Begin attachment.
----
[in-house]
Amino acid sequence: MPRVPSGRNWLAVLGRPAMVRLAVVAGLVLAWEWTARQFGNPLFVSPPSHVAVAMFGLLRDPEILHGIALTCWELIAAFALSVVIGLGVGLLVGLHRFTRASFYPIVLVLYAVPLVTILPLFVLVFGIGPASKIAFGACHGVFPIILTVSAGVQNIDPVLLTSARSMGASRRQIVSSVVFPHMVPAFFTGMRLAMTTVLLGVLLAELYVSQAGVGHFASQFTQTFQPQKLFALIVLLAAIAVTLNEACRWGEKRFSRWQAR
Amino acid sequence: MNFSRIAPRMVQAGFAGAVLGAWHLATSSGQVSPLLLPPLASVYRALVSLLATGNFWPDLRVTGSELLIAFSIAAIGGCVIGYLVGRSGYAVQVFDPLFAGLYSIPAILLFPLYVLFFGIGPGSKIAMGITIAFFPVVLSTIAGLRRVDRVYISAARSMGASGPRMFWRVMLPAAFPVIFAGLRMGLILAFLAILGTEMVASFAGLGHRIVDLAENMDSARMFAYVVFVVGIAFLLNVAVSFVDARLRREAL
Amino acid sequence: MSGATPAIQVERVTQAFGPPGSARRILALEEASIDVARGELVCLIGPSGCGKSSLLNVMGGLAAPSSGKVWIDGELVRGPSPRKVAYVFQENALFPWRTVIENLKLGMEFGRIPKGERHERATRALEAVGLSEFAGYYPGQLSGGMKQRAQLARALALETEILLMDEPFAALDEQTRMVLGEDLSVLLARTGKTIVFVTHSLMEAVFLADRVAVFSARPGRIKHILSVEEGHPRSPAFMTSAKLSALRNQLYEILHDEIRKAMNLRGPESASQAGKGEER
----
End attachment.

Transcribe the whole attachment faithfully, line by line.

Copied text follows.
[in-house]
Amino acid sequence: MPRVPSGRNWLAVLGRPAMVRLAVVAGLVLAWEWTARQFGNPLFVSPPSHVAVAMFGLLRDPEILHGIALTCWELIAAFALSVVIGLGVGLLVGLHRFTRASFYPIVLVLYAVPLVTILPLFVLVFGIGPASKIAFGACHGVFPIILTVSAGVQNIDPVLLTSARSMGASRRQIVSSVVFPHMVPAFFTGMRLAMTTVLLGVLLAELYVSQAGVGHFASQFTQTFQPQKLFALIVLLAAIAVTLNEACRWGEKRFSRWQAR
Amino acid sequence: MNFSRIAPRMVQAGFAGAVLGAWHLATSSGQVSPLLLPPLASVYRALVSLLATGNFWPDLRVTGSELLIAFSIAAIGGCVIGYLVGRSGYAVQVFDPLFAGLYSIPAILLFPLYVLFFGIGPGSKIAMGITIAFFPVVLSTIAGLRRVDRVYISAARSMGASGPRMFWRVMLPAAFPVIFAGLRMGLILAFLAILGTEMVASFAGLGHRIVDLAENMDSARMFAYVVFVVGIAFLLNVAVSFVDARLRREAL
Amino acid sequence: MSGATPAIQVERVTQAFGPPGSARRILALEEASIDVARGELVCLIGPSGCGKSSLLNVMGGLAAPSSGKVWIDGELVRGPSPRKVAYVFQENALFPWRTVIENLKLGMEFGRIPKGERHERATRALEAVGLSEFAGYYPGQLSGGMKQRAQLARALALETEILLMDEPFAALDEQTRMVLGEDLSVLLARTGKTIVFVTHSLMEAVFLADRVAVFSARPGRIKHILSVEEGHPRSPAFMTSAKLSALRNQLYEILHDEIRKAMNLRGPESASQAGKGEER